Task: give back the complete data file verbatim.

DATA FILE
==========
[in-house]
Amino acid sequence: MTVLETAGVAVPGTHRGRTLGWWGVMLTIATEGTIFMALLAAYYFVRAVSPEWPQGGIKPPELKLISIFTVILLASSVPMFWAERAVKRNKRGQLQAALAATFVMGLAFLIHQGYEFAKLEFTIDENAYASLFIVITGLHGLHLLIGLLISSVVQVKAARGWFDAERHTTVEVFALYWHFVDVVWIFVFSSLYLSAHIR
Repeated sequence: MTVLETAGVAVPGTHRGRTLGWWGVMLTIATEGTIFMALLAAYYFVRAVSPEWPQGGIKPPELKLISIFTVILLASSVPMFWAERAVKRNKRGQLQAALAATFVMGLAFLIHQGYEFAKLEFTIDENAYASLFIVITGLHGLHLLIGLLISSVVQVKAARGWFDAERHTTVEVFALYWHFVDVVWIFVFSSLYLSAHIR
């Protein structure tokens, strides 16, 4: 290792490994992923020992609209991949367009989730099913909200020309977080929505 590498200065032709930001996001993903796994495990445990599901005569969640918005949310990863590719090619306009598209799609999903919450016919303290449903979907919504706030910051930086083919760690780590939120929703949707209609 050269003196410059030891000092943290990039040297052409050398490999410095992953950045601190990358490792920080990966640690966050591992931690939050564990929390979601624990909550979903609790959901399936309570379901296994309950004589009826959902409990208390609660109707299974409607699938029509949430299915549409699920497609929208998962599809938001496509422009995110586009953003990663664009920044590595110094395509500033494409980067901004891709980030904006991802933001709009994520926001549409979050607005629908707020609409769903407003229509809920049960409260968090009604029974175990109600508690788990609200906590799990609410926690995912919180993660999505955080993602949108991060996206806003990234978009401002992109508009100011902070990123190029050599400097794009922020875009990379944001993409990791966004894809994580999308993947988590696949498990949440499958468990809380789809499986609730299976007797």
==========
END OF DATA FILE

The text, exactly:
[in-house]
Amino acid sequence: MTVLETAGVAVPGTHRGRTLGWWGVMLTIATEGTIFMALLAAYYFVRAVSPEWPQGGIKPPELKLISIFTVILLASSVPMFWAERAVKRNKRGQLQAALAATFVMGLAFLIHQGYEFAKLEFTIDENAYASLFIVITGLHGLHLLIGLLISSVVQVKAARGWFDAERHTTVEVFALYWHFVDVVWIFVFSSLYLSAHIR
Repeated sequence: MTVLETAGVAVPGTHRGRTLGWWGVMLTIATEGTIFMALLAAYYFVRAVSPEWPQGGIKPPELKLISIFTVILLASSVPMFWAERAVKRNKRGQLQAALAATFVMGLAFLIHQGYEFAKLEFTIDENAYASLFIVITGLHGLHLLIGLLISSVVQVKAARGWFDAERHTTVEVFALYWHFVDVVWIFVFSSLYLSAHIR
């Protein structure tokens, strides 16, 4: 290792490994992923020992609209991949367009989730099913909200020309977080929505 590498200065032709930001996001993903796994495990445990599901005569969640918005949310990863590719090619306009598209799609999903919450016919303290449903979907919504706030910051930086083919760690780590939120929703949707209609 050269003196410059030891000092943290990039040297052409050398490999410095992953950045601190990358490792920080990966640690966050591992931690939050564990929390979601624990909550979903609790959901399936309570379901296994309950004589009826959902409990208390609660109707299974409607699938029509949430299915549409699920497609929208998962599809938001496509422009995110586009953003990663664009920044590595110094395509500033494409980067901004891709980030904006991802933001709009994520926001549409979050607005629908707020609409769903407003229509809920049960409260968090009604029974175990109600508690788990609200906590799990609410926690995912919180993660999505955080993602949108991060996206806003990234978009401002992109508009100011902070990123190029050599400097794009922020875009990379944001993409990791966004894809994580999308993947988590696949498990949440499958468990809380789809499986609730299976007797």